In order to efficiently provide this product to customers at scale, LC60 have partnered with Arlula to leverage their industry-leading automation technology. They have differentiated themselves from their competitors by providing high-resolution imagery with a unique pay as you go business model. They have also made great efforts to reduce the complexity of their user licensing and are providing best in class terms for their customers.
“LatConnect 60 is excited to be partnering with Arlula to deliver cutting edge Earth Observation products that will change the way data is accessed, consumed and analysed for real-time insights. As a team, we intend to unlock greater monetisation of EO products across existing and new markets,” said LC60 CEO, Venkat Pillay.
Earth Observation Data Access
According to Chaoui, it has been difficult for smaller companies and data scientists to access the data they require, due to a fragmented and labour intensive process. With so many EO satellites and imaging companies, it can be difficult and expensive to navigate.
“Before this, this kind of service, this kind of product never really existed before, which meant that you had to sort of call up a major supplier,” said Chaoui of the process.
“You have to say, well, hey I'm interested in this really high-resolution image product you have. How much does it cost? I want an image over this location and then [they] get back to you a couple of days later. Then you do the invoice. Eventually a couple of weeks from then you'd have your image, and you'd have to download it from an FTP service, and it was all just a really clunky experience,” added Chaoui.
There are also challenges with getting the location and frequency of images that someone might need, with minimum order quantities, usually around 25 square kilometres making the process very expensive if you need a number of areas at regular intervals. With an automated process, a reduction in order quantity down to 1 square kilometre and access to resolutions down to 50 centimetres, it is easy to see the appeal.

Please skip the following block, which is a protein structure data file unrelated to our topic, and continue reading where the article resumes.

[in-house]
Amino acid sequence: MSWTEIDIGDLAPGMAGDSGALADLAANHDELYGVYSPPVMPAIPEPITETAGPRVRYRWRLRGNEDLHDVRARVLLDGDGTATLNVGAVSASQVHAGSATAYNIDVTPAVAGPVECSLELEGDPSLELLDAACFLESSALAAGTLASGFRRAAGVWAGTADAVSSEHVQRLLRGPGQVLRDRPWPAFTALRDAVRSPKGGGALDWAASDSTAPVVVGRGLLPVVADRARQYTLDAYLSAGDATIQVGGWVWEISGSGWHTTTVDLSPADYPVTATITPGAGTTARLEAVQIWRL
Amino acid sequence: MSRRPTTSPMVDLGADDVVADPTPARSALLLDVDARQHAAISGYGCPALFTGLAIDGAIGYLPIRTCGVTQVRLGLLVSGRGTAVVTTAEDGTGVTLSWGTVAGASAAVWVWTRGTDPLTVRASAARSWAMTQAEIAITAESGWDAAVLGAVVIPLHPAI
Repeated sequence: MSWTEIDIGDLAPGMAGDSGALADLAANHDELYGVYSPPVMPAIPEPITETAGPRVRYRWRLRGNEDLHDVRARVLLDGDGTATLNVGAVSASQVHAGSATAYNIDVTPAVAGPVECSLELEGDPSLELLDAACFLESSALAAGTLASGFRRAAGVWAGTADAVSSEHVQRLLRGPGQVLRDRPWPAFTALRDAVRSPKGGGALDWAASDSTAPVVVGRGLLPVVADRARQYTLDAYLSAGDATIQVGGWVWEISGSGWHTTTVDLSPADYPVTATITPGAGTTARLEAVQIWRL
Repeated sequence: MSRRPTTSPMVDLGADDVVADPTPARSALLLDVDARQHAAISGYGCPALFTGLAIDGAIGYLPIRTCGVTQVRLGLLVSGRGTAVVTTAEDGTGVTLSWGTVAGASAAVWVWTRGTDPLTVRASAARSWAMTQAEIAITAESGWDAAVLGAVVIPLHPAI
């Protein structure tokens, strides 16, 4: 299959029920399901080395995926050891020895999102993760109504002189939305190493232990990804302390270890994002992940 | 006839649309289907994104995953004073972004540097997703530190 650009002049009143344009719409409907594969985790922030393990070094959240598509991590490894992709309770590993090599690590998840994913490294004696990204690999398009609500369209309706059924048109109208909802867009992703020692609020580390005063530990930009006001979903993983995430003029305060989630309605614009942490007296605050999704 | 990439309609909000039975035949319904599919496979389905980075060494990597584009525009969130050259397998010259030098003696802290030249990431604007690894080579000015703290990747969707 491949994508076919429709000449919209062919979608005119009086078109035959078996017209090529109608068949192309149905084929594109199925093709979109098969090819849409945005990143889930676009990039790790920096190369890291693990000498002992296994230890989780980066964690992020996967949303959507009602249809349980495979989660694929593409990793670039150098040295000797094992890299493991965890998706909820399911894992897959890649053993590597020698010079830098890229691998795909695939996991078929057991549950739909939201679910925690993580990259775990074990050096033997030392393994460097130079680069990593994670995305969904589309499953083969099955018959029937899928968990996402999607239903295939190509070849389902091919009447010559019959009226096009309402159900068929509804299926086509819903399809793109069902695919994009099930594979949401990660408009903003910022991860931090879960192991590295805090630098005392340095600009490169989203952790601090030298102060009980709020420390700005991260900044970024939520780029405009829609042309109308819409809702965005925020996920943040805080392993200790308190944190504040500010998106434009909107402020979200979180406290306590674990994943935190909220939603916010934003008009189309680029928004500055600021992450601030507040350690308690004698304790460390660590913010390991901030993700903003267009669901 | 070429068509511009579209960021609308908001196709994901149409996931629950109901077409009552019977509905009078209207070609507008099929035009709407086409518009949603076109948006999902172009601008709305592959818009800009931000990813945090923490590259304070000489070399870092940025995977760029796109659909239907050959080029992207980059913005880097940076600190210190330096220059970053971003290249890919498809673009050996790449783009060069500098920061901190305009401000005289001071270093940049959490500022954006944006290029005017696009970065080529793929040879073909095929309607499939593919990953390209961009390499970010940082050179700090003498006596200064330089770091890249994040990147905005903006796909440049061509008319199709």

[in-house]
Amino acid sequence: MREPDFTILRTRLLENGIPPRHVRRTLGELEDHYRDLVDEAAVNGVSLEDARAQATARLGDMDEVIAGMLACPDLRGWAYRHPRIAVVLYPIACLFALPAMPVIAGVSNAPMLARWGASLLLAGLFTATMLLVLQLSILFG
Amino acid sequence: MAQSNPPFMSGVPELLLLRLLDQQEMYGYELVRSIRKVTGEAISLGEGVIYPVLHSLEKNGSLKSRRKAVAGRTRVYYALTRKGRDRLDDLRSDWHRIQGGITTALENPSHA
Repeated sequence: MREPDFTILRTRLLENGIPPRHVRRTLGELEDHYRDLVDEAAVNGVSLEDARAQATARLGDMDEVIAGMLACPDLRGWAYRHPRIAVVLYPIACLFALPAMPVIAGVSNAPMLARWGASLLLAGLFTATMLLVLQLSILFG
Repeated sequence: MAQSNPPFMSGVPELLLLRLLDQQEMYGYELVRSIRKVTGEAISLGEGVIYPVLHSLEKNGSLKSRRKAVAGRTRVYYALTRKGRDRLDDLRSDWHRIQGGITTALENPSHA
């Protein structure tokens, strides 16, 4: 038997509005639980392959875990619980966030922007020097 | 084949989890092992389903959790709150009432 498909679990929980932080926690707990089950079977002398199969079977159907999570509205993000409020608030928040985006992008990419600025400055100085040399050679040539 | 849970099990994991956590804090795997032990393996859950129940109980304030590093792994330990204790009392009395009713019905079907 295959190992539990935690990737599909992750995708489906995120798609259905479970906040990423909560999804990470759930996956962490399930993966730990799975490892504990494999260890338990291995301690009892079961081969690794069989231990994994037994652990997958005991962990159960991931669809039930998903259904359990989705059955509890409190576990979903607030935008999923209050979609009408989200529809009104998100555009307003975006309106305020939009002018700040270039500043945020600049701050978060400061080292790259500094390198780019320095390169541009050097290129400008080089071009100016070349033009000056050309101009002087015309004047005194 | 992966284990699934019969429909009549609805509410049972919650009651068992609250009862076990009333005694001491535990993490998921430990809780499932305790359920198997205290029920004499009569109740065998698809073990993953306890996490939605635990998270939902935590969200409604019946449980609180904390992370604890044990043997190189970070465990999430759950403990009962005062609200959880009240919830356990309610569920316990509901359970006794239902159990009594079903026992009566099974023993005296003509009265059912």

With access currently to 18 satellites, Arlula is looking to continue to grow its network. With their automated API, it is possible to reduce wait times from 2 weeks to less than an hour. The simplification of the process has also removed much of the labour required, increasing marketability for imaging providers as well as reducing the cost for end-users.
“There's so many more players from governments and startups and even corporates you know are launching their own Earth-imaging or remote sensing satellites and they're producing vast quantities of data. But then how do you make it available? That's a big data problem, but no one is really solving it, so this where we found this opportunity,” added Chaoui.
Arlula’s target audience are data scientists and those looking to use imaging to see changes weekly, daily or even hourly, using the automated scripts they provide. It is hoped that access to these images will support improvements in environmental sustainability, construction, agriculture and mining, industries that traditionally have not had access to these kinds of images on a consistent basis.
“[We are] like a virtual constellation of satellites, and so we're using smart software to link them all up, get all their all their data they're collecting, make it available and make it easy to access,” concluded Chauoi.